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Form versus Function (5 of 6)

Shane Willard

Page 9 of 10
John 1 is just a commentary on Genesis 1, which says: “in the beginning, God created the heavens and the earth”. John 1 says: “in the beginning was the word, and the word was with God, and the word was God”.

So John 1 is a commentary on Genesis 1, it's about the same thing, and John says things like: “in Him was light, and the light was the life of men”. Genesis 1: “and God said 'let there be light', and there was light”. In Him was light, and the light was the life of men; John is expounding on Genesis 1.

Then he says this in Verse 14: “we have seen His glory, the glory of the only begotten of the Father” - which in the Hebrew language is a tongue twister.

The word dwelt (from the word ‘became flesh and dwelt’), is the word Shaken. It looks like the word 'shaken', but it's pronounced [shi-caan]. Shin+Chaf+Nun. Now the way Hebrew words are formed, you normally have a three letter root-word, and then it's formed about that.

Shin=Teeth, or Name. Name is more common, so name. Chaf=the covering over the head (same as in Kippur). Nun=Fish-multiplying.

So in Hebrew, the comic strip says: “and the word became flesh, so that the covering of His name would multiply”.

Now it says: “the word became flesh and dwelt among us. We have seen His glory”. The Hebrew word for glory is Shekinah, it’s very similar. Taking the vowels out, its: Shin, Chaf, Nun, Ha - same three letters, with a 'ha' on it.

So the Hebrew idea of Glory was: “the covering of His name, multiplied, revealed”.

In other words, what would we look like, if we were covered in God? Jesus showed that, He revealed that that the glory of God is what we would look like, completely covered.

Interesting, it says: we have seen His glory, the glory of the only begotten of the Father. Where did they see the glory of God in the Old Testament? By the way, this is still Old Testament; because when Jesus was walking, the New Testament hadn't been established yet. It just happens to be written in the New Testament, but it was still ‘Old’ - Jesus hadn't established the new covenant yet. That happens at like the end of the book.

Where did they see the Glory of God? In the tabernacle! The word for tabernacle is: Mishcon - same word. Mishcon has: Shin, Chaf, Nun with an [m] prefixed to it. ‘M’ means ‘Water’, or it could mean ‘From’.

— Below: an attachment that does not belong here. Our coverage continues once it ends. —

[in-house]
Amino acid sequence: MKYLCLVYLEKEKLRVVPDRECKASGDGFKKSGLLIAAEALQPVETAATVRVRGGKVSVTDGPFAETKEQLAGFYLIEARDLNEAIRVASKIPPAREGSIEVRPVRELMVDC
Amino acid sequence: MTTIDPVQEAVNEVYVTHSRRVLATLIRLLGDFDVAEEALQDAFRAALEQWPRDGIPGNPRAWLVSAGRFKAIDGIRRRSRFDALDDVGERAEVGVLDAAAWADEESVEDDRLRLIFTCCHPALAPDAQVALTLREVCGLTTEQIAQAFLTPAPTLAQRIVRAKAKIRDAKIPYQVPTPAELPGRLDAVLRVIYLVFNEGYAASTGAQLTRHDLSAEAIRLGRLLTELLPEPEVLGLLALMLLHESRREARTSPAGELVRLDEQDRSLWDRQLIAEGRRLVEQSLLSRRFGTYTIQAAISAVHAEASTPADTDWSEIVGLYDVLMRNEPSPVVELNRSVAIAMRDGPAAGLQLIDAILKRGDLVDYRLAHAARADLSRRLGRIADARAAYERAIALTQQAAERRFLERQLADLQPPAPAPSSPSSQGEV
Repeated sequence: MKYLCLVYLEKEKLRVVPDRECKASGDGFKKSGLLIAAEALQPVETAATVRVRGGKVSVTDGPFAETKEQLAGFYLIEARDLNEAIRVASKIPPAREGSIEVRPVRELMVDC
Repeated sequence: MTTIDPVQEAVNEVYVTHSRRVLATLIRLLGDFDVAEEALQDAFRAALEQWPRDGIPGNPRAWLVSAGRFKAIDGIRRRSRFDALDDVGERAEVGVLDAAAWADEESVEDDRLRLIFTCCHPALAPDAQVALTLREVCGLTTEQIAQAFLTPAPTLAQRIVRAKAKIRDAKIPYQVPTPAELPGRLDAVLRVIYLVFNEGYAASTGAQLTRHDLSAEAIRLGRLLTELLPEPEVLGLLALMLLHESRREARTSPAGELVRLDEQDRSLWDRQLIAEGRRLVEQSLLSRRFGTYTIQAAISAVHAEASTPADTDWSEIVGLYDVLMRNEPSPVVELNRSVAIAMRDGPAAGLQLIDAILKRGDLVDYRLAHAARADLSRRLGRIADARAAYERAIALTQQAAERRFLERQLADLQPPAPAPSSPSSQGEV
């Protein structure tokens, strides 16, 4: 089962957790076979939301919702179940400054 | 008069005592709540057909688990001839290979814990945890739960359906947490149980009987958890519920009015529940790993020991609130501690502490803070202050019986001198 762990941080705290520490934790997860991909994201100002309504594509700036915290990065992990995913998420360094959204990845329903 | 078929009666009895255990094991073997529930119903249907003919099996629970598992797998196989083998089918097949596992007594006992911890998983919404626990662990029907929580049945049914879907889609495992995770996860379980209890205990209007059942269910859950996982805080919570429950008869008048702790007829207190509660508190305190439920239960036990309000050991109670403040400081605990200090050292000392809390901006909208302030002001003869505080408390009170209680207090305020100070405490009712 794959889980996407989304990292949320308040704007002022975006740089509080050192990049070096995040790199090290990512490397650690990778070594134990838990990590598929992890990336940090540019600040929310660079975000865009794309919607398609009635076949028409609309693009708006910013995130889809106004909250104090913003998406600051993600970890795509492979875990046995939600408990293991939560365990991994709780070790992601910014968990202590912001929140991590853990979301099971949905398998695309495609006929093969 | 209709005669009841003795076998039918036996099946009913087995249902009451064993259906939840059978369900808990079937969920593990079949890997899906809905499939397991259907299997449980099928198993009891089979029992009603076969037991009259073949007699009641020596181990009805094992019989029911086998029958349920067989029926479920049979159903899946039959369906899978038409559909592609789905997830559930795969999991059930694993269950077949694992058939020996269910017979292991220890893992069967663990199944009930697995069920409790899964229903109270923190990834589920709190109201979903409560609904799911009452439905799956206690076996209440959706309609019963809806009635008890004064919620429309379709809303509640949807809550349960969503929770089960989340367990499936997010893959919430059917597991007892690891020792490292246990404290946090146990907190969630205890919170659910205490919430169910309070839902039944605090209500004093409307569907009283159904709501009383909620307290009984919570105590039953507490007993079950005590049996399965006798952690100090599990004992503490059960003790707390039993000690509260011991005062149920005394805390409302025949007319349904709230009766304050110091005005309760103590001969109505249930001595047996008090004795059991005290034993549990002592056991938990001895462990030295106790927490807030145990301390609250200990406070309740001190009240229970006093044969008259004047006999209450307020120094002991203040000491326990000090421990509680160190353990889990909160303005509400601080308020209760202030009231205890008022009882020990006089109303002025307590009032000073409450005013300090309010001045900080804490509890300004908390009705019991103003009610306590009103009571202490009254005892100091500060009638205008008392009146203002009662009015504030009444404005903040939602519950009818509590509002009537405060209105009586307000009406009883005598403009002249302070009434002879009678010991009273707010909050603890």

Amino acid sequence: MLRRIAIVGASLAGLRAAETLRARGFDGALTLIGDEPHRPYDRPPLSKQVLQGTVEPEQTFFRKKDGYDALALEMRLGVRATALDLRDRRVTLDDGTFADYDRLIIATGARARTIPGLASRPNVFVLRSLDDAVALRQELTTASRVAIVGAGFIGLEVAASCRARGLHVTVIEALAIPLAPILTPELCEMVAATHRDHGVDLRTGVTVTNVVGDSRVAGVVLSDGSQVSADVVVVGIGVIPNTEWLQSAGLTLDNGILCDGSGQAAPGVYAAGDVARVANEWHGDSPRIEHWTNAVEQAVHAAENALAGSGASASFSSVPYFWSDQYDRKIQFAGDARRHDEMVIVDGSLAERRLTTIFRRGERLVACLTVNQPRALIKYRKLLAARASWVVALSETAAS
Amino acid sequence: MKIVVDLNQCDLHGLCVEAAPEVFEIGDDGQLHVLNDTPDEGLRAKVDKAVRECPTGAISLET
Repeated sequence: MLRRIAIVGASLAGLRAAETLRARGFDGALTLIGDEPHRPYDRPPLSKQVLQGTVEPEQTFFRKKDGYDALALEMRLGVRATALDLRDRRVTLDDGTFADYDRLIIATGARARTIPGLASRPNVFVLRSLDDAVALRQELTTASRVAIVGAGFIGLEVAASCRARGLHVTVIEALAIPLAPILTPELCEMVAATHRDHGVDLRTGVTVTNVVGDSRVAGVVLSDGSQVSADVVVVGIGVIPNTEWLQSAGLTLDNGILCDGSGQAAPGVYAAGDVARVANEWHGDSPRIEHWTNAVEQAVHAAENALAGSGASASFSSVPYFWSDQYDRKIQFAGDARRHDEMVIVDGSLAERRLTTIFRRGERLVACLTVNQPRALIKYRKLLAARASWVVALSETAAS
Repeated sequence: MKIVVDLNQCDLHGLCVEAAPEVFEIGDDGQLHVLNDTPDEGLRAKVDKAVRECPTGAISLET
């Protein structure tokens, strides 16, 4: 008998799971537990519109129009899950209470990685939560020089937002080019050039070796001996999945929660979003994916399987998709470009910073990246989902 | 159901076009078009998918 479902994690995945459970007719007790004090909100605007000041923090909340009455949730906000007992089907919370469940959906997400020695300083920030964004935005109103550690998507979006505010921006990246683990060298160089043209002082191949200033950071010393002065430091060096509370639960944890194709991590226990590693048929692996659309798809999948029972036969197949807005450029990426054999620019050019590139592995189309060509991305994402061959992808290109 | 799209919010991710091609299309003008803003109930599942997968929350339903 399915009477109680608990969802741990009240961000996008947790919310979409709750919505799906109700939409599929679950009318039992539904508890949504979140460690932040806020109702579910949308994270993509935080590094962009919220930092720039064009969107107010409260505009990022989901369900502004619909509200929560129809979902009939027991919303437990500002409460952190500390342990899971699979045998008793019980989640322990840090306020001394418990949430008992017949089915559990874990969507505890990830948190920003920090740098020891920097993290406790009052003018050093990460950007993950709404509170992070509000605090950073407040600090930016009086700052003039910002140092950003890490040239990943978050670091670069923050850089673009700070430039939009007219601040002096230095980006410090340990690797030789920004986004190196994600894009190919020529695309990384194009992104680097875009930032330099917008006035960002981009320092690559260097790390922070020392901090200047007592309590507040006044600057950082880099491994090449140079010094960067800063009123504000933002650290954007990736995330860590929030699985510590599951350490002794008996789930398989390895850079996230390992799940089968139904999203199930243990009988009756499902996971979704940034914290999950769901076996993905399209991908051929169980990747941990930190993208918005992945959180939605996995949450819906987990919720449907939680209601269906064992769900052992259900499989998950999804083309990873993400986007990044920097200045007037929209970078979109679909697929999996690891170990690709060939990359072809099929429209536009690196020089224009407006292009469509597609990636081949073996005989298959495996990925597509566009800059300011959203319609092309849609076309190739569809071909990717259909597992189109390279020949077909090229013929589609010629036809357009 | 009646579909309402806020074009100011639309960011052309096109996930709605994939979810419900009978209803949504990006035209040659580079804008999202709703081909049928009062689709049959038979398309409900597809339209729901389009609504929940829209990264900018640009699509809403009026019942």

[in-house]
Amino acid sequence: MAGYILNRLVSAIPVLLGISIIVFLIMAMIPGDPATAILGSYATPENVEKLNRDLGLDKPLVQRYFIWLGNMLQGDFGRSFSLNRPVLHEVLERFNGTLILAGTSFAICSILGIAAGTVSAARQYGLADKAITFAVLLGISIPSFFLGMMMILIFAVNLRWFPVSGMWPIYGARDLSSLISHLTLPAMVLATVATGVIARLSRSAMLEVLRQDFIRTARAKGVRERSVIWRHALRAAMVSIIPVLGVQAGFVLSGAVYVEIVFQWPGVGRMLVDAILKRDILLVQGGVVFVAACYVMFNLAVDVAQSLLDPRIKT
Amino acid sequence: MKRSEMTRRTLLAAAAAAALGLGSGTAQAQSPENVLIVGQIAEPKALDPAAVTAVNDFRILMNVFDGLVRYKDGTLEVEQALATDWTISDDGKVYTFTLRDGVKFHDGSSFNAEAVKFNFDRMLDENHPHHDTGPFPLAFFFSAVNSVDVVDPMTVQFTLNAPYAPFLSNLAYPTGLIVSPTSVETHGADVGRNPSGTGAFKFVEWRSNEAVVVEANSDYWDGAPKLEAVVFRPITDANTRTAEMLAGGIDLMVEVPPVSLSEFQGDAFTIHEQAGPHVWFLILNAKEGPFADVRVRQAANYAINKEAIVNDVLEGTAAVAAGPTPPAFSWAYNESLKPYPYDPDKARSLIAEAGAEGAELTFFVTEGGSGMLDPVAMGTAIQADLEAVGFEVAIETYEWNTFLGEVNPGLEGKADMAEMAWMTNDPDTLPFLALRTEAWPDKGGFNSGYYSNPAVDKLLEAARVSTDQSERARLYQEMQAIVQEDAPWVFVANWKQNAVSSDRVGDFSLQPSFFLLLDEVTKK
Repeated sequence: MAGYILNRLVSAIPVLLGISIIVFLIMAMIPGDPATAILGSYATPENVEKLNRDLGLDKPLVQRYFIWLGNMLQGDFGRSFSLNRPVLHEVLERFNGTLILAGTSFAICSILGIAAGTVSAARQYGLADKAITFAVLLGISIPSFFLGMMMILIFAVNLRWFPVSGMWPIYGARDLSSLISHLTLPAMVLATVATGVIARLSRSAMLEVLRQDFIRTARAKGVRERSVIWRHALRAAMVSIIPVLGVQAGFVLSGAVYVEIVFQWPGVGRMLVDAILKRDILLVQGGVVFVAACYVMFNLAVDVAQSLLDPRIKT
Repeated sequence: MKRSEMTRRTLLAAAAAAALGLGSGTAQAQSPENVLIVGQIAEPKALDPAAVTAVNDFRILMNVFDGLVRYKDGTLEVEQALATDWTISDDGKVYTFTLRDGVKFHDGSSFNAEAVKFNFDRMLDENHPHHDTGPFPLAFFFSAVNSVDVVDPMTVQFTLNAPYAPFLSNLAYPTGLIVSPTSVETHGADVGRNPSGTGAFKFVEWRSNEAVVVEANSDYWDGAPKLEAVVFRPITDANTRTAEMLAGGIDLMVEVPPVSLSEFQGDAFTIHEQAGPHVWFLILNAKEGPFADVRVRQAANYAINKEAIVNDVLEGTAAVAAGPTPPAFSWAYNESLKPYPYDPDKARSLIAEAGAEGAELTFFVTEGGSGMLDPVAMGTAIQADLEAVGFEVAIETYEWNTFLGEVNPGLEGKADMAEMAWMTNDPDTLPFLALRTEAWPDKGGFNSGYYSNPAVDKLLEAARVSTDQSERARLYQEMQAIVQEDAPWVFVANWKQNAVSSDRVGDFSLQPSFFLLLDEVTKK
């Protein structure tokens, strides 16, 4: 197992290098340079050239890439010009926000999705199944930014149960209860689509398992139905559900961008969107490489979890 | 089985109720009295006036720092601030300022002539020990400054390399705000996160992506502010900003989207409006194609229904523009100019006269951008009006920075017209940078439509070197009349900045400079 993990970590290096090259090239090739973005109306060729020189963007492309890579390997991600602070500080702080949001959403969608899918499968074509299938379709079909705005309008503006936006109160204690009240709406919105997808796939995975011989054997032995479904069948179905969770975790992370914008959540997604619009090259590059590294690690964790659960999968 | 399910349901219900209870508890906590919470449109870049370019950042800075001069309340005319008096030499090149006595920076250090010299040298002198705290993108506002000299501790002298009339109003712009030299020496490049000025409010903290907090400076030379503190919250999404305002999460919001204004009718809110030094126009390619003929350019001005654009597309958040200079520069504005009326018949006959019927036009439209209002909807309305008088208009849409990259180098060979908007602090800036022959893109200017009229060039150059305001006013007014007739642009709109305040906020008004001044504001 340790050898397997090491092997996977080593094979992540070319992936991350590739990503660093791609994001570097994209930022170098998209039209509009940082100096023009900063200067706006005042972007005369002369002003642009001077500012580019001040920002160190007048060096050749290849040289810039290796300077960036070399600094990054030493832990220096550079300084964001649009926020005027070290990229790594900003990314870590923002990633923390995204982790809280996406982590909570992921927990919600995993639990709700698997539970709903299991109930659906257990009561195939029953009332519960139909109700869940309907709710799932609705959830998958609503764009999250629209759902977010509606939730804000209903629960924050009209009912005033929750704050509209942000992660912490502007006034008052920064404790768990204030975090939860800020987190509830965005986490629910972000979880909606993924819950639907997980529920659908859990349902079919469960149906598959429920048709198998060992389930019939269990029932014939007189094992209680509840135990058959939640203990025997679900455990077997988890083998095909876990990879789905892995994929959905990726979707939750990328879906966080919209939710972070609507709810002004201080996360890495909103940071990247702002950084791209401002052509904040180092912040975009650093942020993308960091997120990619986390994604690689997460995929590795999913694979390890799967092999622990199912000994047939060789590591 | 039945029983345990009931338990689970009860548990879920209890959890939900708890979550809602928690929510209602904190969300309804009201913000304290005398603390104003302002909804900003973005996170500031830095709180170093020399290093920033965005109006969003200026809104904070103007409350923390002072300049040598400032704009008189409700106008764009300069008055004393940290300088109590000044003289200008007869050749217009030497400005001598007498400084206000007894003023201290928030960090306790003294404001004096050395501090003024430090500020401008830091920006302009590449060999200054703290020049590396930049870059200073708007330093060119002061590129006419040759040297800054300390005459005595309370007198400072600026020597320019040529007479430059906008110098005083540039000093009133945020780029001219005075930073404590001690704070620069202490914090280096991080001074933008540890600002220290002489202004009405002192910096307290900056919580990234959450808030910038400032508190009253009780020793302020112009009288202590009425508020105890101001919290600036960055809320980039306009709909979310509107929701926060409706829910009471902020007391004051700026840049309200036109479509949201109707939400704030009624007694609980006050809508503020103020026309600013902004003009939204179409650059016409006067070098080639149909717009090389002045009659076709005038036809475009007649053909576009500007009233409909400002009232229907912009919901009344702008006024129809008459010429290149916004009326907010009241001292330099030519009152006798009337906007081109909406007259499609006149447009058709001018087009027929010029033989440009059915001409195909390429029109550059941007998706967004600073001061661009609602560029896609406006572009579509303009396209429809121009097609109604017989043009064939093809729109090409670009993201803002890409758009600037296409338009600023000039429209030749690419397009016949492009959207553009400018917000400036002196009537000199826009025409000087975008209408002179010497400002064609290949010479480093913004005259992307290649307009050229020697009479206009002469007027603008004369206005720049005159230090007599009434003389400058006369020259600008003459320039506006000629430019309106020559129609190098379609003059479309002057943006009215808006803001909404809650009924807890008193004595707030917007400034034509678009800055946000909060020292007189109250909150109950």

Mishcon (the word ‘tabernacle’), could mean one of two things. It could mean: “the power, of the covering, of His name, multiplying”; or it could mean: “from the covering, His name multiplying”. So the tabernacle was a place from where the covering of His name multiplies.

But do you see the tongue twister? These are the same words; shaken, shekinah, mishcon - same root word and everything; so in other words, he's like: the shekinah of the mishcon is now shaken. Hmm, it's pretty cool.

How about the word ‘Tsedek’? That's the Hebrew word ‘righteous’. Tsedek = Tzadi + Dalet + Kof. Tzadi is a fish hook with bait on it; Dalet is an open door; and Kof is the back of a head. The comic strip is: “The desire of one's heart, opens the door to humility” - that's righteousness.

If you then put a 'ah' on it, tzedakah, it means 'righteousness revealed'; which means, in a word: Generosity. “The desire of one's heart opens the door to humility – revealed”. The ultimate act of humility, is to meet someone else's need first.

How about the word praise? The word ‘praise’, there's seven of them, and I'm just naming one: Judah [pronounced yehuda] We'd say Judah - it's: Yud + Dalet + He.

Yud is: the upraised-hand thing. Dalet is” an open door. He is: a window to reveal something. So in other words, this is how they taught Judah. They said: “as I raise my hands to God, He opens the windows and the doors of heaven for me”. Or you could think of it this way: “as I raise my hands to God (as I submit my life to God), the pathway to revelation is made known”.

How about God's name? When God says His name first, it's Yahweh: Yud + He + Vav + He, which is a Hebrew anomaly - its four letters that don't phonetically go together. So Moses is asking Him His name, and God in essence looks at Moses and goes [gibberish]. In essence, He says: I'm not playing this game with you. You want to know My name? My name is: [Koshperovenavonshaven] [Robinhavenshavenoven]